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Pfiesteria Piscicidia, known to the popular media simply as "Pfiesteria", is a Dinoflagellate organism that normally subsits on algae.

Pfiesteria has a life cycle of several stages, involving several distinct forms. It lies dormant on the bottom of a body of tidal salty water. Under certain conditions involving high nutrient levels, its population increases in an event known as a Pfiesteria "bloom".

During some Pfiesteria blooms, the organism attacks fish instead of its normal food, algae. It realeases a corrosive toxin in the fish's vicinity, which causes the fish's flesh to dissolve. This results in (usually fatal) lesions on the fish's body.

Humans working or playing in the water during such a Pfiesteria bloom can also develop the lesions.
Two outbreaks of Pfiesteria involving massive fish kills have been widely publicized: In the tidal branches of Pamlico Sound in North Carolina, and in the Eastern Chesapeake Bay in southeastern Maryland. In both cases, the high nutrient levels responsible for the blooms have been linked to animal manure1, which is either kept in containment ponds, which overflow due to rain, or sold to farmers to spread on their fields.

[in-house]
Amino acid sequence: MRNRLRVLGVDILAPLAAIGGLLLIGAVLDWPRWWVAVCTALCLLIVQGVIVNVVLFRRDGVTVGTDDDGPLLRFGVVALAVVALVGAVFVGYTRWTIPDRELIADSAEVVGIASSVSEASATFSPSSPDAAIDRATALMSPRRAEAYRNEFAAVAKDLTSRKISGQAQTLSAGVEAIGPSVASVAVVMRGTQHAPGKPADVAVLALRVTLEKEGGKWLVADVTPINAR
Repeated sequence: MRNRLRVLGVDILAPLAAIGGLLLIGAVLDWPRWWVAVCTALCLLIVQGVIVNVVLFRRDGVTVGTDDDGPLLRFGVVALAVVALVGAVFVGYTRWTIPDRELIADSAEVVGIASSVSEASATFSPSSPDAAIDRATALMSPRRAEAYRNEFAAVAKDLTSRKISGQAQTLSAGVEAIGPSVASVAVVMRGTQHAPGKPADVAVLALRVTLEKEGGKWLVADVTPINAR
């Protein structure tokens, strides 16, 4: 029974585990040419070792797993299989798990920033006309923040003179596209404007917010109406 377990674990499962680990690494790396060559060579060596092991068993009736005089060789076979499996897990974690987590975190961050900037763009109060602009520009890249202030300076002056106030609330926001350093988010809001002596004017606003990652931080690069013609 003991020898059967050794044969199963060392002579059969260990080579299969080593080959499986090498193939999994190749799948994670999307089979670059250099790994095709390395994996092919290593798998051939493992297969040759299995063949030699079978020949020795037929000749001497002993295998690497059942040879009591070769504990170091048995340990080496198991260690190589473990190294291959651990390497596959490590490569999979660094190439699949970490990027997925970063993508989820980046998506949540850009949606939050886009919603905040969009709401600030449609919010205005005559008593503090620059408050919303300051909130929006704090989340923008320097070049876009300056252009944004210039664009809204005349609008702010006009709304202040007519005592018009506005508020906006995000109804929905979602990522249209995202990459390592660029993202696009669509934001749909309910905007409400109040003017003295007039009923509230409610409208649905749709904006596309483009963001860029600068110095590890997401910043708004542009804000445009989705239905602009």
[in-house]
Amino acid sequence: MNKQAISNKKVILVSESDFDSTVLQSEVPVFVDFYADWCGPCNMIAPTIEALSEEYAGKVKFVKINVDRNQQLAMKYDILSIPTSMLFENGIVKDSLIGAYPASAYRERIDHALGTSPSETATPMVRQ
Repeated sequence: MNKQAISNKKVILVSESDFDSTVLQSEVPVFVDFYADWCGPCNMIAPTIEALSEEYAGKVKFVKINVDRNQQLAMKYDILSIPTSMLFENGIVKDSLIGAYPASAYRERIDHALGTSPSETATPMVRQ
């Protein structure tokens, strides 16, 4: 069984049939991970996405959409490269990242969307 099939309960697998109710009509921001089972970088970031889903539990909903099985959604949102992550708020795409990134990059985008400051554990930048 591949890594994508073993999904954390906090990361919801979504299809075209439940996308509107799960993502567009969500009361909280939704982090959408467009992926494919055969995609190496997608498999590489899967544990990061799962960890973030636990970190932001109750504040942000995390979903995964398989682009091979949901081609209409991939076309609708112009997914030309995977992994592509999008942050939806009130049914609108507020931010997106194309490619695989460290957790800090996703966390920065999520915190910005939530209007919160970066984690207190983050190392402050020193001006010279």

The industries involved dispute this, but what is indisputable is that the publicity from the events in Maryland caused demand for Maryland seafood to plummet.

This event dealt a very hard blow to a seafood industry already reeling from overfishing and diseases.
1Pig manure in both cases, chicken manure in Maryland. It is an interesting fact that chickens are Maryland's largest agricultural product.

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